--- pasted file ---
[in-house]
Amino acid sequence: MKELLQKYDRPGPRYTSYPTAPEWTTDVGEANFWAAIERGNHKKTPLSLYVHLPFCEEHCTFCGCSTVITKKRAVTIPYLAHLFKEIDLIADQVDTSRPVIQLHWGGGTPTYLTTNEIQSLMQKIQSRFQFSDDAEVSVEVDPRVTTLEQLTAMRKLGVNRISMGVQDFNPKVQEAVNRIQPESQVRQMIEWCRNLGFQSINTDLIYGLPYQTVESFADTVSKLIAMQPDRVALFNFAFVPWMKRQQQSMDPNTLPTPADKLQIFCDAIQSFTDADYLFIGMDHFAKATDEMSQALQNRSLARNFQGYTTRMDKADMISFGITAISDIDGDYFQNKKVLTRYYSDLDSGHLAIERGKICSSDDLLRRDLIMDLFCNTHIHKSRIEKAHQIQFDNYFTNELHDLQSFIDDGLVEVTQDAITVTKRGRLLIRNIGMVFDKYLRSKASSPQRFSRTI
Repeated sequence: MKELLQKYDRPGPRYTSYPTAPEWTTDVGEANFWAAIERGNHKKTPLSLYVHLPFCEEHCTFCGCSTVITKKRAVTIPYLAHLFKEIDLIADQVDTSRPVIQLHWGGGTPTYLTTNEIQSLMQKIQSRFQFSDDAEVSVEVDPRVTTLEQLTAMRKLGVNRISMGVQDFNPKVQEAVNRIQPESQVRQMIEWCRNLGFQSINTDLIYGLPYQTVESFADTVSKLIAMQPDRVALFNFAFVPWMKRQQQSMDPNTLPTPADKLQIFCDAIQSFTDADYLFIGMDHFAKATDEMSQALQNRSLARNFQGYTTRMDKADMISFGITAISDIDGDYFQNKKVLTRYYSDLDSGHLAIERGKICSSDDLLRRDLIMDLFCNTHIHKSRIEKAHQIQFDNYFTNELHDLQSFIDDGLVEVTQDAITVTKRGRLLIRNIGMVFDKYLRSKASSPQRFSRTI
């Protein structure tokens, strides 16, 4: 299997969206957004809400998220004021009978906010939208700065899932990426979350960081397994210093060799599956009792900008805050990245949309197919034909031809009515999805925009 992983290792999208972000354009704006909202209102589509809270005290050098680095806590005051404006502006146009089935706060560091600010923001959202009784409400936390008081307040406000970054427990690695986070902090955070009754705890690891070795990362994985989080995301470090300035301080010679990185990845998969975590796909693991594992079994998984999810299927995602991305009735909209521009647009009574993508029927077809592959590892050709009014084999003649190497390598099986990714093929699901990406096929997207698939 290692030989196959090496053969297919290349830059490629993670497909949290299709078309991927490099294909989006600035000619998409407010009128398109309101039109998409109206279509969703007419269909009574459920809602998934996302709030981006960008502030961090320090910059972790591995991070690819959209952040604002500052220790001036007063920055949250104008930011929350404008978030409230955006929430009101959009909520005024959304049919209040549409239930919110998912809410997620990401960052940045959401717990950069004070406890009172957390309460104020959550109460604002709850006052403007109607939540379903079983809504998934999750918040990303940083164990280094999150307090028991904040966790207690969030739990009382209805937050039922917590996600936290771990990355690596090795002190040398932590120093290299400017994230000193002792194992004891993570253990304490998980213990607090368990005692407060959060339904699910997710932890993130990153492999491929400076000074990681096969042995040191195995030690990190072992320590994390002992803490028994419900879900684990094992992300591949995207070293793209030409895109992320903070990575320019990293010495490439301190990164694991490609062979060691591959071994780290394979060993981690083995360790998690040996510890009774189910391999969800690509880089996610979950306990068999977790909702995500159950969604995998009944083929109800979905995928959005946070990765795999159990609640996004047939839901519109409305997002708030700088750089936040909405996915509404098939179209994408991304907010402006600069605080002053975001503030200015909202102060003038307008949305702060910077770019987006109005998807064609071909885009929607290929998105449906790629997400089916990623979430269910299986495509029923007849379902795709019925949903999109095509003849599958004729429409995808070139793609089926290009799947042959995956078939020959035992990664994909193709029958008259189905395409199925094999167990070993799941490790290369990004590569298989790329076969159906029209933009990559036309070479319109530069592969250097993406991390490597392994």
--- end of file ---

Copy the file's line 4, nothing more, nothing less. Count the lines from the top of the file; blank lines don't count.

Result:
């Protein structure tokens, strides 16, 4: 299997969206957004809400998220004021009978906010939208700065899932990426979350960081397994210093060799599956009792900008805050990245949309197919034909031809009515999805925009 992983290792999208972000354009704006909202209102589509809270005290050098680095806590005051404006502006146009089935706060560091600010923001959202009784409400936390008081307040406000970054427990690695986070902090955070009754705890690891070795990362994985989080995301470090300035301080010679990185990845998969975590796909693991594992079994998984999810299927995602991305009735909209521009647009009574993508029927077809592959590892050709009014084999003649190497390598099986990714093929699901990406096929997207698939 290692030989196959090496053969297919290349830059490629993670497909949290299709078309991927490099294909989006600035000619998409407010009128398109309101039109998409109206279509969703007419269909009574459920809602998934996302709030981006960008502030961090320090910059972790591995991070690819959209952040604002500052220790001036007063920055949250104008930011929350404008978030409230955006929430009101959009909520005024959304049919209040549409239930919110998912809410997620990401960052940045959401717990950069004070406890009172957390309460104020959550109460604002709850006052403007109607939540379903079983809504998934999750918040990303940083164990280094999150307090028991904040966790207690969030739990009382209805937050039922917590996600936290771990990355690596090795002190040398932590120093290299400017994230000193002792194992004891993570253990304490998980213990607090368990005692407060959060339904699910997710932890993130990153492999491929400076000074990681096969042995040191195995030690990190072992320590994390002992803490028994419900879900684990094992992300591949995207070293793209030409895109992320903070990575320019990293010495490439301190990164694991490609062979060691591959071994780290394979060993981690083995360790998690040996510890009774189910391999969800690509880089996610979950306990068999977790909702995500159950969604995998009944083929109800979905995928959005946070990765795999159990609640996004047939839901519109409305997002708030700088750089936040909405996915509404098939179209994408991304907010402006600069605080002053975001503030200015909202102060003038307008949305702060910077770019987006109005998807064609071909885009929607290929998105449906790629997400089916990623979430269910299986495509029923007849379902795709019925949903999109095509003849599958004729429409995808070139793609089926290009799947042959995956078939020959035992990664994909193709029958008259189905395409199925094999167990070993799941490790290369990004590569298989790329076969159906029209933009990559036309070479319109530069592969250097993406991390490597392994």